Manual Composition & Copyright: Perspectives on Teaching, Text-Making, and Fair Use

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  1. Stanford Libraries
  2. Code of Best Practices in Fair Use for the Visual Arts - Center for Media and Social Impact
  3. Defining Copyright
  4. Copyright and Fair Use: Home

Ramos DeMarco, Natascha. Bloody Bookaholic. Blogger, 1 Feb. Rieder, David. Snowballs and Other Numerate Acts of Textuality.

Stanford Libraries

Computers and Composition Online Ritchie, Joy and Kate Ronald. Pittsburgh: University of Pittsburgh Press, Salvo, Michael. Journal of Business and Technical Communication Sheridan, David M. Anderson, SC: Parlor Press, Inman, eds. Creskill, N. Shipka, Jody. Toward a Composition Made Whole.

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Code of Best Practices in Fair Use for the Visual Arts - Center for Media and Social Impact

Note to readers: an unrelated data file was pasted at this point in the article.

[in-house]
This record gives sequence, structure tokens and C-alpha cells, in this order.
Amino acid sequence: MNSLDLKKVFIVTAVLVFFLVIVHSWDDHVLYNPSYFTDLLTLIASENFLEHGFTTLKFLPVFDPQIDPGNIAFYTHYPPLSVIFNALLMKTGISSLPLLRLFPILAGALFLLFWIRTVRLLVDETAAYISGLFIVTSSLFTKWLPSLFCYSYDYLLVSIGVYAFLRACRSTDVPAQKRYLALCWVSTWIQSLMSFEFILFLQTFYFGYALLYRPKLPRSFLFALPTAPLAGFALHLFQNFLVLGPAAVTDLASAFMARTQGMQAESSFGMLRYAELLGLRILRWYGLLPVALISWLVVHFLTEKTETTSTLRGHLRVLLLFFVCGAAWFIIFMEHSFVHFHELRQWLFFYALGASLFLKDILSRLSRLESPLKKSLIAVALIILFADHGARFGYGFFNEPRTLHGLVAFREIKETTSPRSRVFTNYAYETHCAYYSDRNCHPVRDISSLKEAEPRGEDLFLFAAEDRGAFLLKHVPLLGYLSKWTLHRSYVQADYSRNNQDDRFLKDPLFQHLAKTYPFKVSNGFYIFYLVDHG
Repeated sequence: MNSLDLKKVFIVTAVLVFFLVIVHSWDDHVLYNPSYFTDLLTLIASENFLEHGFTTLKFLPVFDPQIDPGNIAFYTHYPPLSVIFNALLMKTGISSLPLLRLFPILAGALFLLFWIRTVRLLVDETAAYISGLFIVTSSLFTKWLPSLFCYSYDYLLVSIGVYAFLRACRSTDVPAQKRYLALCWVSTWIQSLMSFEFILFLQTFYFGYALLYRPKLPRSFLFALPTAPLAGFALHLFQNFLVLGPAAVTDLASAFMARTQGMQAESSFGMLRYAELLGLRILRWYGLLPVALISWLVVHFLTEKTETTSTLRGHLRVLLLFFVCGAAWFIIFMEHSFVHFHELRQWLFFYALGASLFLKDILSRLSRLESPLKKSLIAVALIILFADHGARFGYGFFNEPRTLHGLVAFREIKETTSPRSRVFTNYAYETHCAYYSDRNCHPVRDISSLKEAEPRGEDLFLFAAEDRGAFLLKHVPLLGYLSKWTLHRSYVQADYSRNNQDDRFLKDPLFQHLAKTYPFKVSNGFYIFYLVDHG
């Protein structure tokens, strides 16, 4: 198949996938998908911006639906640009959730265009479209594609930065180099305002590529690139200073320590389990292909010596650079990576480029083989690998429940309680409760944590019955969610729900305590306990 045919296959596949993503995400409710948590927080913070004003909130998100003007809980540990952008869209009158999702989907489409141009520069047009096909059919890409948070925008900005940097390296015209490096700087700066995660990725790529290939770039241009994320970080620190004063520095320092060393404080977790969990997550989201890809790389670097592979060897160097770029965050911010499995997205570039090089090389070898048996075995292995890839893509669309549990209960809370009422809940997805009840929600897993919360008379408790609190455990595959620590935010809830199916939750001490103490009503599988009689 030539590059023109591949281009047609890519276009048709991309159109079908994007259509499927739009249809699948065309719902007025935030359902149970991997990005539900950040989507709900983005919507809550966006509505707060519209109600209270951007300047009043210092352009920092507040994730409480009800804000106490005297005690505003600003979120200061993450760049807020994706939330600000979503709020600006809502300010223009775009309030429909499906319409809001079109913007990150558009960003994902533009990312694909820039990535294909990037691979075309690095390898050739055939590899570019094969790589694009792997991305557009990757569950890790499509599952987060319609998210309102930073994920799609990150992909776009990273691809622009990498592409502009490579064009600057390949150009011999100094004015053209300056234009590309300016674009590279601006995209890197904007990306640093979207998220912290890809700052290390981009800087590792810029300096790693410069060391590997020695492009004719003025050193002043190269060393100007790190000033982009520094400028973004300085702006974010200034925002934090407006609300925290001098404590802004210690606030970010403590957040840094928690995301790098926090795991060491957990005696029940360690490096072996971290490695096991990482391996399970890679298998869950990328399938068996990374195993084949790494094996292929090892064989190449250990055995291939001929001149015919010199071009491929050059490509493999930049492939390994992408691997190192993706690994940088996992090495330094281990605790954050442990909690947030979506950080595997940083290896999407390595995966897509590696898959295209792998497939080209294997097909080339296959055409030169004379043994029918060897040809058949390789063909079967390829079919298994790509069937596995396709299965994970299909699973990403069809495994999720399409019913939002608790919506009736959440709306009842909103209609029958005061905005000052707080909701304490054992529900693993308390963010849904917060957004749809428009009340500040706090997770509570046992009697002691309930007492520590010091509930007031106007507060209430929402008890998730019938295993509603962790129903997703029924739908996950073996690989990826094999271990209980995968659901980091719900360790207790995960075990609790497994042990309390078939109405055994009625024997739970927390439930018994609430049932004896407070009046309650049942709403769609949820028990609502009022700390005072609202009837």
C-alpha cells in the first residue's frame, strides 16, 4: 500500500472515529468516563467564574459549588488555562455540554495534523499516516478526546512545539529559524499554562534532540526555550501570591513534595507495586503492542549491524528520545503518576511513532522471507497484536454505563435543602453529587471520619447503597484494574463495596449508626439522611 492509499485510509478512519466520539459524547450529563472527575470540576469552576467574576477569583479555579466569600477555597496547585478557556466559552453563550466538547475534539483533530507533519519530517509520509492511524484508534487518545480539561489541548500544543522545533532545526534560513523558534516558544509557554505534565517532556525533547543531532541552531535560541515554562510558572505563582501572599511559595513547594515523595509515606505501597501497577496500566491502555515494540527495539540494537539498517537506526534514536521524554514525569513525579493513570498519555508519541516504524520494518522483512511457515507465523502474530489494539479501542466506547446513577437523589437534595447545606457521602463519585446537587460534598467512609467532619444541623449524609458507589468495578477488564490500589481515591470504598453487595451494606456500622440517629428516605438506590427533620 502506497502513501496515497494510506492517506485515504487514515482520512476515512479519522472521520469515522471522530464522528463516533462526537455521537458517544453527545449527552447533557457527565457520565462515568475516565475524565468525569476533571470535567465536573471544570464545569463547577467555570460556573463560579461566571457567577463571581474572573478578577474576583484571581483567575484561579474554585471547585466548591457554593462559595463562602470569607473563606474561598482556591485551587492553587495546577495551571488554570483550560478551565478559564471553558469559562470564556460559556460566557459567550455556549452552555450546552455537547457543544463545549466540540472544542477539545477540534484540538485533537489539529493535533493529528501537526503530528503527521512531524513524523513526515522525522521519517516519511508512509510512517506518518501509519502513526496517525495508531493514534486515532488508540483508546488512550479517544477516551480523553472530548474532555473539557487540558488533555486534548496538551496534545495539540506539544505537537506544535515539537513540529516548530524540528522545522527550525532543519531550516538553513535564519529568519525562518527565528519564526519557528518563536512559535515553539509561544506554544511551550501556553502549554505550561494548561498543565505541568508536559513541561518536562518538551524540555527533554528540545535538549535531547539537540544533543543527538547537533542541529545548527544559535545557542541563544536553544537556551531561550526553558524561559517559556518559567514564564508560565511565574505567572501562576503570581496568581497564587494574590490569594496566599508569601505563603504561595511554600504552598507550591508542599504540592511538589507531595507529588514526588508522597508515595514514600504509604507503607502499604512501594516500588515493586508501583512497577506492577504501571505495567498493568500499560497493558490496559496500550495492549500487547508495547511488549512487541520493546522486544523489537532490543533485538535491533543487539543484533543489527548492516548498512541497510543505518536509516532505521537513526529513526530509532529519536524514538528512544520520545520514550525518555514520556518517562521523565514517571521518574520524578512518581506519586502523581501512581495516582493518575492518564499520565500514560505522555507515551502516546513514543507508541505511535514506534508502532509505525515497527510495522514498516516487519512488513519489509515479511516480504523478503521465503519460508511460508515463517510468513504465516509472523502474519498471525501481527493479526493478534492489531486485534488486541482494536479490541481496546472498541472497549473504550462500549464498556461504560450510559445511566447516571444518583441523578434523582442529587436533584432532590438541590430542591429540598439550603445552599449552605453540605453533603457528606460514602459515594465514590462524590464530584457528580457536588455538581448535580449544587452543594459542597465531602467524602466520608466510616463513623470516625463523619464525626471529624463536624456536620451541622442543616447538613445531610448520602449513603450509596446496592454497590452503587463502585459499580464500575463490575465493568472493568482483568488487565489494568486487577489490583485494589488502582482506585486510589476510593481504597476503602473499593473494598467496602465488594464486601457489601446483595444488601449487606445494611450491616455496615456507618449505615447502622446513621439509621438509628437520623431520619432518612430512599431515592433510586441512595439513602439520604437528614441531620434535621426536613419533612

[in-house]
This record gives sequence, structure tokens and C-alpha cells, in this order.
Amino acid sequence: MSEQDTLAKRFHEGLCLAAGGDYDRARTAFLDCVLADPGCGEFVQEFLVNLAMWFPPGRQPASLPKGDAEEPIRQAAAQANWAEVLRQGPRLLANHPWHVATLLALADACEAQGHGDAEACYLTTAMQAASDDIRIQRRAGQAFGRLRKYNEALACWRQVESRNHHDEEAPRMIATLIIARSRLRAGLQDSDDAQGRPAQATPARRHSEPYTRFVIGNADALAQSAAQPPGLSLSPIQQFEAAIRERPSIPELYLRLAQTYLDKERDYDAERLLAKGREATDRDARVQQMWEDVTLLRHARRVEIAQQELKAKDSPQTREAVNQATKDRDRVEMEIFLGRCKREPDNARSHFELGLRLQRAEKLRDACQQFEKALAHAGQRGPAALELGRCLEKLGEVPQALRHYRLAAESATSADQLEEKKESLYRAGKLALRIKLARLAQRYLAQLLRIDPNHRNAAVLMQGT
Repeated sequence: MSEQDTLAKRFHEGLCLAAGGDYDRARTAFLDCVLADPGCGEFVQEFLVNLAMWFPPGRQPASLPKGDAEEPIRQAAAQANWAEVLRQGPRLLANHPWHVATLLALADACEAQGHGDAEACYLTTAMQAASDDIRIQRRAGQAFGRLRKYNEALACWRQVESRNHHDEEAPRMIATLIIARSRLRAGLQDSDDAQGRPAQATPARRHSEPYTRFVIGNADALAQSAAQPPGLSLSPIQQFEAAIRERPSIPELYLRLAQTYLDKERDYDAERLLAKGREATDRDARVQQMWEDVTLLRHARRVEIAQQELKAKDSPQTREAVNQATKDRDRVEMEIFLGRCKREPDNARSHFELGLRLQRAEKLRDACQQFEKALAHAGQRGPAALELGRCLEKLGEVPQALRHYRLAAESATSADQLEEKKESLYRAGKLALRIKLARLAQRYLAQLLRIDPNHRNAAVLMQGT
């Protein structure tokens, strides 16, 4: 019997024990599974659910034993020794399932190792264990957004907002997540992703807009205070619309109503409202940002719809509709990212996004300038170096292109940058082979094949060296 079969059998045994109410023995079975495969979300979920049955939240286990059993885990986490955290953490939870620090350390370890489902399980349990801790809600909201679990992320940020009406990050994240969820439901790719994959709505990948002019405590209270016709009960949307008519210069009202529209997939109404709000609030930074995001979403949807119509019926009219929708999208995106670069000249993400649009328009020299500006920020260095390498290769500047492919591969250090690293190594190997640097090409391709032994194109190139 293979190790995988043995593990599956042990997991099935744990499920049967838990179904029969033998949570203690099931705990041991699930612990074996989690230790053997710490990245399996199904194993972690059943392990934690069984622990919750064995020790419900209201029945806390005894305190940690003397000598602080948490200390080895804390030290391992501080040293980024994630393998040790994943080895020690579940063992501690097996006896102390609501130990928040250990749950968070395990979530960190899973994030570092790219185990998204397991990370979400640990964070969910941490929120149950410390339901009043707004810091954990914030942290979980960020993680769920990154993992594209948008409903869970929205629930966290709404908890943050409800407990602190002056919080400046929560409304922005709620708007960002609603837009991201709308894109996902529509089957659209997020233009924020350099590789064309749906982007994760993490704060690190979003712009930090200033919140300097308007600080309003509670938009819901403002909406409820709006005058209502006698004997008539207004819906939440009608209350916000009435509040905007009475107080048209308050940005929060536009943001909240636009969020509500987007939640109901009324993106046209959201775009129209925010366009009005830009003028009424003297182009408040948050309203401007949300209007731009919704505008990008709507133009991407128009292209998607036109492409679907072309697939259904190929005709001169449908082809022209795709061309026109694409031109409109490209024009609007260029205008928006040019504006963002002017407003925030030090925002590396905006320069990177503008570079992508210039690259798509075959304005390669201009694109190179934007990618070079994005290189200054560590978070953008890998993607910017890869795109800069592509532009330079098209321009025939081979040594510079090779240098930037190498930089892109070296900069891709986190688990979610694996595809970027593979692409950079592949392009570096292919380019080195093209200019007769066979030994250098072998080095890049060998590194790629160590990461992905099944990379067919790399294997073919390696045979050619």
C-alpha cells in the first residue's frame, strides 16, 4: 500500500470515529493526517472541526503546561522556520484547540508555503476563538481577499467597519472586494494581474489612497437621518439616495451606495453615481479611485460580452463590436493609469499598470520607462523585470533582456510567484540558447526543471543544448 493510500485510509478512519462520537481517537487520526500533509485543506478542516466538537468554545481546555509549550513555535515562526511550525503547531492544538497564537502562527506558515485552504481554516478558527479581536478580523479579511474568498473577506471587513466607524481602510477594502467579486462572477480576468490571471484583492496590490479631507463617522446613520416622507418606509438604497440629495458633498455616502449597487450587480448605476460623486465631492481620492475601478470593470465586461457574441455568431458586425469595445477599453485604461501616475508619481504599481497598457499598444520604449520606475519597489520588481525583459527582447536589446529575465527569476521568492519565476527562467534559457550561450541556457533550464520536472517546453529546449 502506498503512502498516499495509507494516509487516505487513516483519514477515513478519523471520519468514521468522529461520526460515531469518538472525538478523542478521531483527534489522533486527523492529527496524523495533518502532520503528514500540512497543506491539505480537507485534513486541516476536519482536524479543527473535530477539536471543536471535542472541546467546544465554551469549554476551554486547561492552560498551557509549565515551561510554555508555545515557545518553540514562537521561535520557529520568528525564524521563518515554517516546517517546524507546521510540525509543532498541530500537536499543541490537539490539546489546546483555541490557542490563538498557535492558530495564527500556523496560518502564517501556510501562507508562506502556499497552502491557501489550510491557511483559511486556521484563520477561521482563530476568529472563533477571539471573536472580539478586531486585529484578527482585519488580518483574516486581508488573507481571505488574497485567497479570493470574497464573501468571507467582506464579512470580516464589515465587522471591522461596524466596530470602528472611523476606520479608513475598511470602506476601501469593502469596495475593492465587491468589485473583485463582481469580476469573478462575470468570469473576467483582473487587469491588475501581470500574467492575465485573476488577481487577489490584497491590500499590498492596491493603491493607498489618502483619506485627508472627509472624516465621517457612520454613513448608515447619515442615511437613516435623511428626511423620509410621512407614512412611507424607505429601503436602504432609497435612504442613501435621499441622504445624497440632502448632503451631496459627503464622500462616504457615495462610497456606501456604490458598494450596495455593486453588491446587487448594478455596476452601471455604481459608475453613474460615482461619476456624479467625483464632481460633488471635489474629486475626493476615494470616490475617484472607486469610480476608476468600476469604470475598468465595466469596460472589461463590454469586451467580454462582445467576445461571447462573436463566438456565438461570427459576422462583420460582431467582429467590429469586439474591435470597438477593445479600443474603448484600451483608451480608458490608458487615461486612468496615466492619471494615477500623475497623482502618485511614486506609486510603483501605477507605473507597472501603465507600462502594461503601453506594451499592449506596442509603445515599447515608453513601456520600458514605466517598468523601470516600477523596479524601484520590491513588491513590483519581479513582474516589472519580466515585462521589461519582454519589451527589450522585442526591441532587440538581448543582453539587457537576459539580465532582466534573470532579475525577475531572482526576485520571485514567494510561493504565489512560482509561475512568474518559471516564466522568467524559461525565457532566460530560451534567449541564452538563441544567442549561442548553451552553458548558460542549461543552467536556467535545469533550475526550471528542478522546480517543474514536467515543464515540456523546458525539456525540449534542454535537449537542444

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In a study published in the Journal of Behavioural and Experimental Economics , and reported on in early May , researchers from the University of Portsmouth in the UK discussed findings from examining the illegal downloading behavior of 6, Finnish people, aged seven to The list of reasons for downloading given by the study respondents included money saving; the ability to access material not on general release, or before it was released; and assisting artists to avoid involvement with record companies and movie studios.

In a public talk between Bill Gates , Warren Buffett , and Brent Schlender at the University of Washington in , Bill Gates commented on piracy as a means to an end , whereby people who use Microsoft software illegally will eventually pay for it, out of familiarity, as a country's economy develops and legitimate products become more affordable to businesses and consumers:.